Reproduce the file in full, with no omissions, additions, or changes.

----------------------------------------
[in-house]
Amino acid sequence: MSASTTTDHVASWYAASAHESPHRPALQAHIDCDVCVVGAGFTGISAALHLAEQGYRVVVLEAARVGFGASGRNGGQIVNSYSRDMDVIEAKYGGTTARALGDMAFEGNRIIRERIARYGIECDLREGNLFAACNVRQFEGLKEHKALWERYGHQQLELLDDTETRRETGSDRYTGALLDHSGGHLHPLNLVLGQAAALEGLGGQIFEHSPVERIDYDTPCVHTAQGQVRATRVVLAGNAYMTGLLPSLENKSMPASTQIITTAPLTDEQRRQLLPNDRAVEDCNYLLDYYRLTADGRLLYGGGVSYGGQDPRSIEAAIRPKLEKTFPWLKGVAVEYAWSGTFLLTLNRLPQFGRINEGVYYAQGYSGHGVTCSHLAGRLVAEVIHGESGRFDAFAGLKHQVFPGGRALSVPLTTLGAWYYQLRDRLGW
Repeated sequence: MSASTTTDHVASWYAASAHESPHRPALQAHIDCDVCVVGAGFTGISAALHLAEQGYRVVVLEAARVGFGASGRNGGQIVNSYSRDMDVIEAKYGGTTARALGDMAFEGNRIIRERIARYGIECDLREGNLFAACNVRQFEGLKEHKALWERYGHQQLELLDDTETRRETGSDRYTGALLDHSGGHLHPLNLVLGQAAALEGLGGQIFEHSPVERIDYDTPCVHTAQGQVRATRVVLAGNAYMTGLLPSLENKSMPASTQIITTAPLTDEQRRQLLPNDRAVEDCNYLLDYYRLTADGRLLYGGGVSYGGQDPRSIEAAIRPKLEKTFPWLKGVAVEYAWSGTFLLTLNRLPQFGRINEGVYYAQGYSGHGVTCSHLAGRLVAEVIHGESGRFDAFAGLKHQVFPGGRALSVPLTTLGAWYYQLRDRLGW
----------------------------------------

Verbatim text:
[in-house]
Amino acid sequence: MSASTTTDHVASWYAASAHESPHRPALQAHIDCDVCVVGAGFTGISAALHLAEQGYRVVVLEAARVGFGASGRNGGQIVNSYSRDMDVIEAKYGGTTARALGDMAFEGNRIIRERIARYGIECDLREGNLFAACNVRQFEGLKEHKALWERYGHQQLELLDDTETRRETGSDRYTGALLDHSGGHLHPLNLVLGQAAALEGLGGQIFEHSPVERIDYDTPCVHTAQGQVRATRVVLAGNAYMTGLLPSLENKSMPASTQIITTAPLTDEQRRQLLPNDRAVEDCNYLLDYYRLTADGRLLYGGGVSYGGQDPRSIEAAIRPKLEKTFPWLKGVAVEYAWSGTFLLTLNRLPQFGRINEGVYYAQGYSGHGVTCSHLAGRLVAEVIHGESGRFDAFAGLKHQVFPGGRALSVPLTTLGAWYYQLRDRLGW
Repeated sequence: MSASTTTDHVASWYAASAHESPHRPALQAHIDCDVCVVGAGFTGISAALHLAEQGYRVVVLEAARVGFGASGRNGGQIVNSYSRDMDVIEAKYGGTTARALGDMAFEGNRIIRERIARYGIECDLREGNLFAACNVRQFEGLKEHKALWERYGHQQLELLDDTETRRETGSDRYTGALLDHSGGHLHPLNLVLGQAAALEGLGGQIFEHSPVERIDYDTPCVHTAQGQVRATRVVLAGNAYMTGLLPSLENKSMPASTQIITTAPLTDEQRRQLLPNDRAVEDCNYLLDYYRLTADGRLLYGGGVSYGGQDPRSIEAAIRPKLEKTFPWLKGVAVEYAWSGTFLLTLNRLPQFGRINEGVYYAQGYSGHGVTCSHLAGRLVAEVIHGESGRFDAFAGLKHQVFPGGRALSVPLTTLGAWYYQLRDRLGW